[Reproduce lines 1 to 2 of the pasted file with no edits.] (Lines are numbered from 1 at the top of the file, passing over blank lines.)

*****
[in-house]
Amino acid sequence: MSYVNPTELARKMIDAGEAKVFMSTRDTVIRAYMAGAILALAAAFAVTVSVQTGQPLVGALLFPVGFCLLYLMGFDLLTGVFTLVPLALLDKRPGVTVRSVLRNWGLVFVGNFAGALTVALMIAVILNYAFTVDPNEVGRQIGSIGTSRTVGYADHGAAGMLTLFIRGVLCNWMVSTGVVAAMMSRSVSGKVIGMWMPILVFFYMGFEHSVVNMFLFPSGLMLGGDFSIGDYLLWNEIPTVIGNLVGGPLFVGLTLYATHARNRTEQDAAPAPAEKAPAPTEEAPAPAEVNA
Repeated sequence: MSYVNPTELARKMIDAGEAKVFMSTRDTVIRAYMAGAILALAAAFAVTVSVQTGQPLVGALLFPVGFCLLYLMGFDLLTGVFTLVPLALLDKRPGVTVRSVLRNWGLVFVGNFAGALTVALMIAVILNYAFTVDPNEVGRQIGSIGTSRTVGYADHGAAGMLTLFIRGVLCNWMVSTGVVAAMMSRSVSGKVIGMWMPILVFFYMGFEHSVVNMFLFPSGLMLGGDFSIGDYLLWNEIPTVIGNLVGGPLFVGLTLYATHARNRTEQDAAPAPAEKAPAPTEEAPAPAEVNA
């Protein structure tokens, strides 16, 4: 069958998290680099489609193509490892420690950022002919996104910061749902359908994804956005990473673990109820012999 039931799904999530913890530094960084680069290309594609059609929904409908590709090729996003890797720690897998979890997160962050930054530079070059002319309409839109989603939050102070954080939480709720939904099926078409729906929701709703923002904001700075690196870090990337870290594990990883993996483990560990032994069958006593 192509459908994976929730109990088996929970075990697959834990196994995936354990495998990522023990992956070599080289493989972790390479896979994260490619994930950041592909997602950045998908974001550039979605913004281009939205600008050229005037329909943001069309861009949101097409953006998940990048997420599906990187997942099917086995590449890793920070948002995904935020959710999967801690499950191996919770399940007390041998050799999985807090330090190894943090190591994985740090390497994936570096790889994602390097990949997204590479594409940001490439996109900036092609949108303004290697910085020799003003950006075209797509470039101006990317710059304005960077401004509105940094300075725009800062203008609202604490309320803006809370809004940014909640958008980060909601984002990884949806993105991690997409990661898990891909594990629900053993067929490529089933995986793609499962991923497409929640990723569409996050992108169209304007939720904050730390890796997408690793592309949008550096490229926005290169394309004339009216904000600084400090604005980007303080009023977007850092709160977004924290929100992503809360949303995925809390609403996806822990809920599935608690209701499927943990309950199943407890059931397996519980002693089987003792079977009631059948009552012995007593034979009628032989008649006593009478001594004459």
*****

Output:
[in-house]
Amino acid sequence: MSYVNPTELARKMIDAGEAKVFMSTRDTVIRAYMAGAILALAAAFAVTVSVQTGQPLVGALLFPVGFCLLYLMGFDLLTGVFTLVPLALLDKRPGVTVRSVLRNWGLVFVGNFAGALTVALMIAVILNYAFTVDPNEVGRQIGSIGTSRTVGYADHGAAGMLTLFIRGVLCNWMVSTGVVAAMMSRSVSGKVIGMWMPILVFFYMGFEHSVVNMFLFPSGLMLGGDFSIGDYLLWNEIPTVIGNLVGGPLFVGLTLYATHARNRTEQDAAPAPAEKAPAPTEEAPAPAEVNA